When you first turn on your computer you’re probably greeted by a beep so familiar that you’ve stopped noticing it, just dismissing it as the sound of a computer turning on and nothing more. This isn’t just a random beep though. It's part of your computers Power-On Self-Test (POST), a set of diagnostics your computer performs to make sure everything is set for it to run. This can tell you a lot about your computer and help you diagnose problems.
Generally if there is a major problem detected by the tests in your computer’s hardware you are notified with a distinct audio beep or an error message displayed on your monitor. The beeps are often enough to help you diagnose the problem depending on what noises you’re hearing. All the tests are handled by your computer’s BIOS (Build In Output System) before your operating system (ie Windows, or OSX) even begin starting up.
Generally when you’re listening to your computer’s power-on beeps you should listen to the pattern and length of the beeps. The normal notification is the one short beep signifying all is well. If it differs from that you’ve got a problem. Think of the beeps as your computer trying to talk to you like Artoo-D2. The language it uses can occasionally vary from computer to computer but in general they don’t often deviate all too much. Consult your computer or motherboard’s manual for more information on what exactly the codes indicate for your particular hardware.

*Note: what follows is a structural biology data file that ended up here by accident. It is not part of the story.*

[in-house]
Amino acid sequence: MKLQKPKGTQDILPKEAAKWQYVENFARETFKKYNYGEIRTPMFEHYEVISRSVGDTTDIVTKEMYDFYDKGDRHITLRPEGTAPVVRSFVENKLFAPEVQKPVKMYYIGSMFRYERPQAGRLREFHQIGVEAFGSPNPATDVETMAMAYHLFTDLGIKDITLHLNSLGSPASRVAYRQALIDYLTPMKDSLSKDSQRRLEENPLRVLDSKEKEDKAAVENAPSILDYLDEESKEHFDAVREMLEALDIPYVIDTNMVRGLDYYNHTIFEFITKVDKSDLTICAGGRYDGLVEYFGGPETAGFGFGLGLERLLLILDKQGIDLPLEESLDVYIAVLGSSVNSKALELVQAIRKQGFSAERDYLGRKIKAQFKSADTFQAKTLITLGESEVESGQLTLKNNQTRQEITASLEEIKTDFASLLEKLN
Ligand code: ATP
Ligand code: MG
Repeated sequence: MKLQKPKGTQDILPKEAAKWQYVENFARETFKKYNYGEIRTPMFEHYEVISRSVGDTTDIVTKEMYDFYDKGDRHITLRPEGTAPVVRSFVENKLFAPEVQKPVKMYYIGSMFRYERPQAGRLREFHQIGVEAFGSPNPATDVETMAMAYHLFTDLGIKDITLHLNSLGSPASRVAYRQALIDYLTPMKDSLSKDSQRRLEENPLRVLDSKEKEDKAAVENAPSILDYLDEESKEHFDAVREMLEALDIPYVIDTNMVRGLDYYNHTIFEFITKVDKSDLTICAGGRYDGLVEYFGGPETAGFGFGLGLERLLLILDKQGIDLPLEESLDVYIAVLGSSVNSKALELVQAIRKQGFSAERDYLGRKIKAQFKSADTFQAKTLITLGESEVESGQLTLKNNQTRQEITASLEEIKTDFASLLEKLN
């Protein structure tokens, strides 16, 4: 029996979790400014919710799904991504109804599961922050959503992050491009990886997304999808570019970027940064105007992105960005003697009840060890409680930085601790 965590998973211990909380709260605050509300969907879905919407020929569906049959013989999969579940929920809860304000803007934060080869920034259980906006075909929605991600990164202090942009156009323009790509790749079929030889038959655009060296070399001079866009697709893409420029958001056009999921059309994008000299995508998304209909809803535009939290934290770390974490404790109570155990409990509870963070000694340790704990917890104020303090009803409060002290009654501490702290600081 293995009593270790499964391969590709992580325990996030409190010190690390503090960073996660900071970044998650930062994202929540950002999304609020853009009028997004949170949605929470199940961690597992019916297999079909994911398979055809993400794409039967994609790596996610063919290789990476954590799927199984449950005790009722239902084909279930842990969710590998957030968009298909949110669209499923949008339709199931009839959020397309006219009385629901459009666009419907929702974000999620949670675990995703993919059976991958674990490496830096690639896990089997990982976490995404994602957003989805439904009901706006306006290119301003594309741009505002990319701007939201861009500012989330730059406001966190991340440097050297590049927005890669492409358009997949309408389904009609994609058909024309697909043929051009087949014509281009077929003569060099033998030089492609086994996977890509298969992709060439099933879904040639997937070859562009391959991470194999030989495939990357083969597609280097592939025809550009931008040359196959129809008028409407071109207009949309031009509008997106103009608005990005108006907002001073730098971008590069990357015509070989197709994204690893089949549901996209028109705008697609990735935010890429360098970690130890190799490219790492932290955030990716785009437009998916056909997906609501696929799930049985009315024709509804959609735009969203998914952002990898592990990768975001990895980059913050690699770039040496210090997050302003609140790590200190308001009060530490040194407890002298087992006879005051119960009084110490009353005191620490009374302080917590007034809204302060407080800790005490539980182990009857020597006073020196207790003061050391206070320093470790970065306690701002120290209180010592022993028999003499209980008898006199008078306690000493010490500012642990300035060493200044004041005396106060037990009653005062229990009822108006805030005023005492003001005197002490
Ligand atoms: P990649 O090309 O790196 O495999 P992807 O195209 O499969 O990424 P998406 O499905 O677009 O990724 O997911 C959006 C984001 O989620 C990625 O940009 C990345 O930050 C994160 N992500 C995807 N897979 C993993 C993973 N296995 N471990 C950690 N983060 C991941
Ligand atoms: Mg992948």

Most users will never hear anything but the familiar one-beep hello from their computer but if you tweak or upgrade your system, or especially if you build a new computer from scratch, you’ll do well to listen for these beeps. I built a computer just last week which wouldn’t start up initially. After listening to the POST beeps I was able to tell that there was a problem with the RAM. After a few seconds of fiddling I had it up and running without having to guess and investigate at what the problem could be. Without POST, the problem could have been anything.
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